September 27, 2018
from the United States District Court for the Northern
District of Illinois, Eastern Division. No. 12 CV 9447 -
Charles R. Norgle, Judge.
Flaum, Manion, and Sykes, Circuit Judges.
November 2010 Dallas Green was walking through a Citgo
parking lot late at night when an unmarked Chicago police
vehicle turned into the lot. He began to run as the vehicle
approached, arousing the suspicion of the four officers
inside. One officer chased him on foot and saw him drop and
pick up a handgun. Green fled into a residential
neighborhood, where another officer picked up the chase and
caught up with him in the backyard of a home. In the
officer's version of the story, Green began to raise a
gun in his direction, and the officer fired five shots in
response, wounding Green in the hand and chest. Green denied
that he had a gun at any time on the night in question.
time of these events, Green was on probation for a felony
drug conviction. A Cook County circuit judge revoked his
probation, finding that Green possessed a gun during this
encounter. Green thereafter sued the officers and the City of
Chicago for damages under 42 U.S.C. § 1983 alleging a
multitude of federal constitutional and state-law violations.
The claims against the officers proceeded to trial, but only
one-a Fourth Amendment excessive-force claim against the
officer who shot him-was ultimately submitted to the jury.
The jurors returned a verdict for the officer. Green moved
for a new trial, arguing primarily that the district judge
improperly instructed the jury that the state court's
gun-possession finding was conclusive on that factual point.
The judge denied the motion.
affirm. The contested jury instruction was sound. Green's
excessive-force claim was premised on his contention that he
was unarmed during this encounter. But the state judge found
that he had a gun, and that finding has preclusive effect
here. Green raises other claims of error but none has merit.
whole sequence of events at issue occurred in the span of a
few minutes on the night of November 15, 2010. Green was
walking through the parking lot of a Citgo gas station in
Chicago when an unmarked police vehicle pulled into the lot.
Four officers of the Chicago Police Department's tactical
unit were inside: Cory Junious, Enyinnaya Nwagwu, Steven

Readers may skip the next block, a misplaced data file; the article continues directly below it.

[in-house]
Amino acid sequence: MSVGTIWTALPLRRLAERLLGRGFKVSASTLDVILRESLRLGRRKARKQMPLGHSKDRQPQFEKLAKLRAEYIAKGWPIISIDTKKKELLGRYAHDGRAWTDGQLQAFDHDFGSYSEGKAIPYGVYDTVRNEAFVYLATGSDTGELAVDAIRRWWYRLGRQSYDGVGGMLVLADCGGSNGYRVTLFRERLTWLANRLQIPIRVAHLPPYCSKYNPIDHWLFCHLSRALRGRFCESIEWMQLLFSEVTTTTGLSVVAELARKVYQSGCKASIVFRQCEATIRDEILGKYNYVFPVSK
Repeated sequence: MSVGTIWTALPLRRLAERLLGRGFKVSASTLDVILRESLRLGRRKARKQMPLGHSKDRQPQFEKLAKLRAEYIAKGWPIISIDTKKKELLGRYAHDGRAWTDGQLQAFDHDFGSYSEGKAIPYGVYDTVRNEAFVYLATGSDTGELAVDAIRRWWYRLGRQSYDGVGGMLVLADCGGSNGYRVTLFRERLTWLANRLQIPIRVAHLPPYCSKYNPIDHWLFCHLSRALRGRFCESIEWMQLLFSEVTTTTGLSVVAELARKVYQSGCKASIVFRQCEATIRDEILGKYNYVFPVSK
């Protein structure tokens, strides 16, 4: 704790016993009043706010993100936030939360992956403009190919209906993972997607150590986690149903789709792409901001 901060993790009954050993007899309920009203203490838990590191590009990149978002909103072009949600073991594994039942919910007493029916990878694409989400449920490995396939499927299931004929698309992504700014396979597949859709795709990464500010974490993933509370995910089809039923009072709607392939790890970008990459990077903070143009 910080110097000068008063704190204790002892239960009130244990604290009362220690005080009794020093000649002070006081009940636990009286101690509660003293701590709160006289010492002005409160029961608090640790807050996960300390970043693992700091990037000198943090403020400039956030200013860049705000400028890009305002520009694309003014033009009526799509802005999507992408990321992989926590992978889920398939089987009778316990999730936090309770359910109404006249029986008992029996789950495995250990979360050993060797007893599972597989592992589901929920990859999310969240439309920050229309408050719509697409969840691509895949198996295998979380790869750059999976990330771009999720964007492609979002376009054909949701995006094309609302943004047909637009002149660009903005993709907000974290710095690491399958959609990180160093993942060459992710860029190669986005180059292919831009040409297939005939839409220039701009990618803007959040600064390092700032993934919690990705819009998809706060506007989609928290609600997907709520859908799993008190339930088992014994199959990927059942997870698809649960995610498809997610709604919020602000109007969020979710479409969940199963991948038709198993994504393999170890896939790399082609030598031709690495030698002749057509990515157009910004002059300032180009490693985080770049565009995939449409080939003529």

Archer, and Ryan Winfrey. As the police vehicle approached,
Green started to run in the opposite direction. Officer
Nwagwu jumped out and pursued him on foot, yelling
"police stop, police stop." While fleeing through
the parking lot, Green dropped something and turned to pick
it up. Officer Nwagwu thought it was a gun and yelled
"don't pick up that gun, don't pick up that
gun." When Green ignored the instruction and picked it
up, Officer Nwagwu fired a shot, narrowly missing Green.
Officer Archer also testified that he saw Green drop and pick
up a gun.
pursuit continued down a residential street. As Green cut
through a yard on East 87th Place, Officer Junious picked up
the chase and followed him. They soon came face to face in a
backyard. Their versions of the next few seconds vary
considerably. Officer Junious testified that Green raised a
gun toward him and then flung it to the side-"all in one
sequence." As he saw Green raise the gun, the officer
fired five shots in rapid succession, hitting Green in the
hand and chest. Green denied that he had a gun at any time on
the night in question. He testified that when he heard the
officer approaching the backyard, he dropped face down on the
ground and yelled not to shoot because he was unarmed. Green
was handcuffed and taken to the hospital. Police recovered a
black handgun two backyards away, or about 50 feet from the
time of this incident, Green was on probation for a 2009
felony drug conviction. The Cook County Circuit Court
initiated revocation proceedings. The judge held a hearing
and found that Green possessed a gun at the Citgo station
during the confrontation with police, violating the terms of
filed suit in state court against the officers and the City
of Chicago seeking damages under § 1983 for multiple
federal constitutional violations and additional violations
of state law. The defendants removed the case to federal
court. The district court dismissed most of the claims early
in the litigation, including the Monell claim
against the City of Chicago. See Monell v. Dep't of
Soc. Servs. of City of N.Y., 436 U.S. 658 (1978). That
claim, the judge said, consisted of "mere conclusory,
boiler-plate allegations." Green's second amended
complaint accused the officers of using excessive force in
violation of the Fourth Amendment and failing to intervene to
prevent the violation. Those claims were tried to a jury.
trial and over Green's objection, the judge gave the
following instruction pursuant to Gilbert v. Cook,
512 F.3d 899 (7th Cir. 2008), instructing the jury about the
preclusive effect of the state court's gun-possession
Mr. Green was found guilty of violating his probation on
December 16, 2014, when on November 15, 2010, he had a
handgun when he was in the Citgo gas station. Under the law
Mr. Green is bound by the terms of this finding. Therefore,
you should not consider any statement to the contrary by Mr.
Green, his lawyers[, ] or a witness, and those statements
must be ignored. What you need to ...